Attempts were made to stop this. In a 2018 interview with EsquireFallout director Christopher McQuarrie talked about the back-and-forth between him and Justice League producer Charles Roven. He said they tried to figure out a compromise, and that Fallout producer Jake Myers came up with a plan: "[H]ere's what we'll do: give us the $3 million and we'll shut down," McQuarrie explained. "And that will give Henry Cavill the time to grow his mustache back, and we'll just shut our movie down." But according to McQuarrie, once Paramount Pictures got wind of what was happening, they refused to let the deal move forward. 

The creation of Incubus in Suicide Squad blew the actor away

Cara Delevingne's Enchantress wasn't the only mystical bad guy the misfits of Task Force X had to fight in 2016's Suicide Squad. Enchantress was joined by her centuries-old brother Incubus, played by Alain Chanoine. Unlike Delevingne, almost all of Chanoine's work — except for when he originally appears as a businessman — was done with motion capture and facial recognition. In spite of what Chanoine said was an extensive history with effects-heavy projects, what he saw while making Suicide Squad blew him away.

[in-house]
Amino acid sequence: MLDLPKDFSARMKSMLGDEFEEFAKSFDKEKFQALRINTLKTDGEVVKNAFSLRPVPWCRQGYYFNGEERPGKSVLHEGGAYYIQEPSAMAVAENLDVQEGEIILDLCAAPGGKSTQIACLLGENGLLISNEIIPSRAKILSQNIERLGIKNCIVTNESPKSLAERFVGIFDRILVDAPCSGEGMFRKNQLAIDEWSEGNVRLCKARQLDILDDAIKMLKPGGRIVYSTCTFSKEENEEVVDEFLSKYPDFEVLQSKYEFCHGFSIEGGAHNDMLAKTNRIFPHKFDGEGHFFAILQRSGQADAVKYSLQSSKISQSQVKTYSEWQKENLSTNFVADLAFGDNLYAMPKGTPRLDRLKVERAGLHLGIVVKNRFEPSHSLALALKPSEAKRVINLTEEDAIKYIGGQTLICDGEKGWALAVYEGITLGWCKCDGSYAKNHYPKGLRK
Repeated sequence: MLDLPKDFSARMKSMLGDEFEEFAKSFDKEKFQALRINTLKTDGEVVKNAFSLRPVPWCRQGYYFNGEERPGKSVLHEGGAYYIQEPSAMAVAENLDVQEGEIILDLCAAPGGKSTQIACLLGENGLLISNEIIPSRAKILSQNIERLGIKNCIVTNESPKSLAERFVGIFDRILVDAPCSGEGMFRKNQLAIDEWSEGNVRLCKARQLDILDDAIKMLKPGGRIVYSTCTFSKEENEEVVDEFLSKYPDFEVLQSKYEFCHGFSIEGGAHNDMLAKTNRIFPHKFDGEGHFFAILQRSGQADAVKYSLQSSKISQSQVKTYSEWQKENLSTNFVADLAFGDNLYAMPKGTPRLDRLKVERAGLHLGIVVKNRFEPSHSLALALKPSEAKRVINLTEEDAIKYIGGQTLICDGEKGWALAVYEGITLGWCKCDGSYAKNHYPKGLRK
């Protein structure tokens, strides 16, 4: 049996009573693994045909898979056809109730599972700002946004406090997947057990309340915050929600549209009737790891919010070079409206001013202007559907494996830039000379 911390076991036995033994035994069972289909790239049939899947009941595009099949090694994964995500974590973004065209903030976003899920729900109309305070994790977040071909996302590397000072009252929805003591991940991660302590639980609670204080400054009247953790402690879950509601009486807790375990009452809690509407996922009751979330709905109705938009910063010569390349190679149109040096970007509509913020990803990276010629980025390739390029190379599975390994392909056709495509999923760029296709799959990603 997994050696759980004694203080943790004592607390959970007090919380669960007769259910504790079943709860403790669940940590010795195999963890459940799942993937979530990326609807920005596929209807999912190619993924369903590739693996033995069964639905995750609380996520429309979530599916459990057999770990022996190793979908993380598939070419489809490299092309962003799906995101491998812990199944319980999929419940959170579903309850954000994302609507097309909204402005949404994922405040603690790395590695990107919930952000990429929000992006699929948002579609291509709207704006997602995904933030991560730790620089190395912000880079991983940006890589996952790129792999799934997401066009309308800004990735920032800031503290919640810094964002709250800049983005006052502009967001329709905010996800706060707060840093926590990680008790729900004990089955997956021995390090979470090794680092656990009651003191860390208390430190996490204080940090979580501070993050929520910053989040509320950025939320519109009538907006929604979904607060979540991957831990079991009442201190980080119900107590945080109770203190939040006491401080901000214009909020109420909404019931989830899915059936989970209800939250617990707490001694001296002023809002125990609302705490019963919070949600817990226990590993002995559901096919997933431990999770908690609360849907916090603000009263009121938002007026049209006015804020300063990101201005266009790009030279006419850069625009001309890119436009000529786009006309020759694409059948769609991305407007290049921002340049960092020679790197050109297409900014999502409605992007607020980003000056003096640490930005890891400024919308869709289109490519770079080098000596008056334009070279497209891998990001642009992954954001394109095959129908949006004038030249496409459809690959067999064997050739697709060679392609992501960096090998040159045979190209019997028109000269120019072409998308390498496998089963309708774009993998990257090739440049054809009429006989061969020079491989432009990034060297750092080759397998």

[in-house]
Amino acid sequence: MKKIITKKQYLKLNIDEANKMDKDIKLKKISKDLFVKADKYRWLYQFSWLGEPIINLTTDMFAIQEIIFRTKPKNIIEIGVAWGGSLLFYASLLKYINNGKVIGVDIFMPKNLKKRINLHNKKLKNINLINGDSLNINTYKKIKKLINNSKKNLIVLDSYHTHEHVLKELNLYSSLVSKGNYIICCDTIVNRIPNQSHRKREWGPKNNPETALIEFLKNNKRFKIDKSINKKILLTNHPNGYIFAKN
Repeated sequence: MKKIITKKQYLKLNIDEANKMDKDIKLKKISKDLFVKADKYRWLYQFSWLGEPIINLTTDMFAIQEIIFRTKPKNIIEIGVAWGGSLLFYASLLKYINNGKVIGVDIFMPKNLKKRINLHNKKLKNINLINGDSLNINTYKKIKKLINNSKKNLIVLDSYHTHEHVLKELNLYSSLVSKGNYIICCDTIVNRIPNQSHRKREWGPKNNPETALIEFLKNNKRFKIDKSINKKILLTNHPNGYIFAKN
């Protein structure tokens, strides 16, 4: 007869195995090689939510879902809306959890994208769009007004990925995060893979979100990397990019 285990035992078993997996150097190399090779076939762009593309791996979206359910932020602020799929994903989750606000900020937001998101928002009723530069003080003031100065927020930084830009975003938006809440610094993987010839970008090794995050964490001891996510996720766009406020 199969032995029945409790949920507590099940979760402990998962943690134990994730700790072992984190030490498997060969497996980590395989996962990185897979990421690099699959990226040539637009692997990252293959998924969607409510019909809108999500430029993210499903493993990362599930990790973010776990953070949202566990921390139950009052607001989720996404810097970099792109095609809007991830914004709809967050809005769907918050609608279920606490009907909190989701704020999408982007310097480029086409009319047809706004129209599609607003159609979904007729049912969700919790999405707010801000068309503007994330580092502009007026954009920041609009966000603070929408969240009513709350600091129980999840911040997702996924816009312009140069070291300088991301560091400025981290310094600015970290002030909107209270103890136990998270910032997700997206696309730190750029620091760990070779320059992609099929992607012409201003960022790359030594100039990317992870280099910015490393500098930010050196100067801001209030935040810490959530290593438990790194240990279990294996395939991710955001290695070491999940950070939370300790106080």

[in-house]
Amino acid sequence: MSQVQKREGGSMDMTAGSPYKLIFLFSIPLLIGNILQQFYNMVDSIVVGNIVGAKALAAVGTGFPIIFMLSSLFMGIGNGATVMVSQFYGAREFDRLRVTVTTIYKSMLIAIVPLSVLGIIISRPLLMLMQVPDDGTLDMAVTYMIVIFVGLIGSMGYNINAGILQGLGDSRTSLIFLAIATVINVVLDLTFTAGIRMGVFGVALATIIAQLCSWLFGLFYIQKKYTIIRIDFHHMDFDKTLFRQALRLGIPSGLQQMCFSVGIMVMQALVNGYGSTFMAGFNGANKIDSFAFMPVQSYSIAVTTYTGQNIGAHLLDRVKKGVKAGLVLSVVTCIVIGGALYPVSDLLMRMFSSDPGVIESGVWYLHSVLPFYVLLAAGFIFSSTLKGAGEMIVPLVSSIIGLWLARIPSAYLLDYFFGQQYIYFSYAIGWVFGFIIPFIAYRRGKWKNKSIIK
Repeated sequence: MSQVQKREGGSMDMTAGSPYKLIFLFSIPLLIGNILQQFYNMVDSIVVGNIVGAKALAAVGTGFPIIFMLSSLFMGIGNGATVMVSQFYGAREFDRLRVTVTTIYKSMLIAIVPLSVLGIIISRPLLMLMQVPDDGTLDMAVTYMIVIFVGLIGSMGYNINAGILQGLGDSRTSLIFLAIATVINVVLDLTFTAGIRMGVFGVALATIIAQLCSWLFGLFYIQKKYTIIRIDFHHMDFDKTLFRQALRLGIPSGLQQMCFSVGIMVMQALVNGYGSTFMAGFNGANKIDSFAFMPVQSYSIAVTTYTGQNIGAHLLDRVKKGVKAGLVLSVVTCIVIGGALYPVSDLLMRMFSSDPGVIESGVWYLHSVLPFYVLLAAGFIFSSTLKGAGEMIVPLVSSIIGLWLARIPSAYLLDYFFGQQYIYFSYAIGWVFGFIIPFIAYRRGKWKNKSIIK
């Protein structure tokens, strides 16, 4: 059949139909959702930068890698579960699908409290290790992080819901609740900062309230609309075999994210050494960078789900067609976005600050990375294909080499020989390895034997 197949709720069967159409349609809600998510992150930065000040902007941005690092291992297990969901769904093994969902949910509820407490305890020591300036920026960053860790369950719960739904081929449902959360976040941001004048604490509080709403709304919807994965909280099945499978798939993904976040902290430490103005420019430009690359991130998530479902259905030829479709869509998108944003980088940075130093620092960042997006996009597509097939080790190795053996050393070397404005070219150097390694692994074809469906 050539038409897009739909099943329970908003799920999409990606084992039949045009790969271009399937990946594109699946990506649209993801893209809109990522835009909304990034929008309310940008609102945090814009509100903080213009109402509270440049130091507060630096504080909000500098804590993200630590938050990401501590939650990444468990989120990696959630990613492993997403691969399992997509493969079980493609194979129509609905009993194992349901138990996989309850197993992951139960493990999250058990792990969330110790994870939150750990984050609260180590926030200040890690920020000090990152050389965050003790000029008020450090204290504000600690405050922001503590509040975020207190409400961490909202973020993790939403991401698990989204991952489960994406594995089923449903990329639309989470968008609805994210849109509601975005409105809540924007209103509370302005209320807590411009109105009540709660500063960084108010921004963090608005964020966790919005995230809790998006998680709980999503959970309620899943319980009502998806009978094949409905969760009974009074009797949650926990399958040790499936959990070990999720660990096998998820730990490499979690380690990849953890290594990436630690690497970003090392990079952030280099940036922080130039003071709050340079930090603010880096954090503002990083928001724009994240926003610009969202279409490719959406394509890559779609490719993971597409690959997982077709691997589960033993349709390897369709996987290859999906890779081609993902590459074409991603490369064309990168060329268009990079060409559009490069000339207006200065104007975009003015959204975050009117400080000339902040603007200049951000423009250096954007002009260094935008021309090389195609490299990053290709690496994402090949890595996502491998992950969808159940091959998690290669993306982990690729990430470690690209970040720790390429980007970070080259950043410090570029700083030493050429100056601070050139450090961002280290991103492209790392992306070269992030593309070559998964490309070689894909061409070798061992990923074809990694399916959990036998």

"I don't know how many times I got my face scanned. It was ridiculous," Chanoine said in a 2016 phone interview with IGN. The actor went on to describe the experience: "There's this thing with like 300 cameras. Literally your whole body is surrounded by cameras, hundreds of cameras, for every single movement of your face and your body. I've done a lot of mo-cap in my life, motion capture, and I've never seen anything like that." 

Chanoine said while he did collaborate with the rest of the cast, a lot of his work took place separated from his co-stars on a stage in Los Angeles. A VFX breakdown video released by Imageworks in 2017 reflects Chanoine's absence. It features a number of shots of the battle between Incubus and Diablo (Jay Hernandez), and Chanoine isn't physically present for either.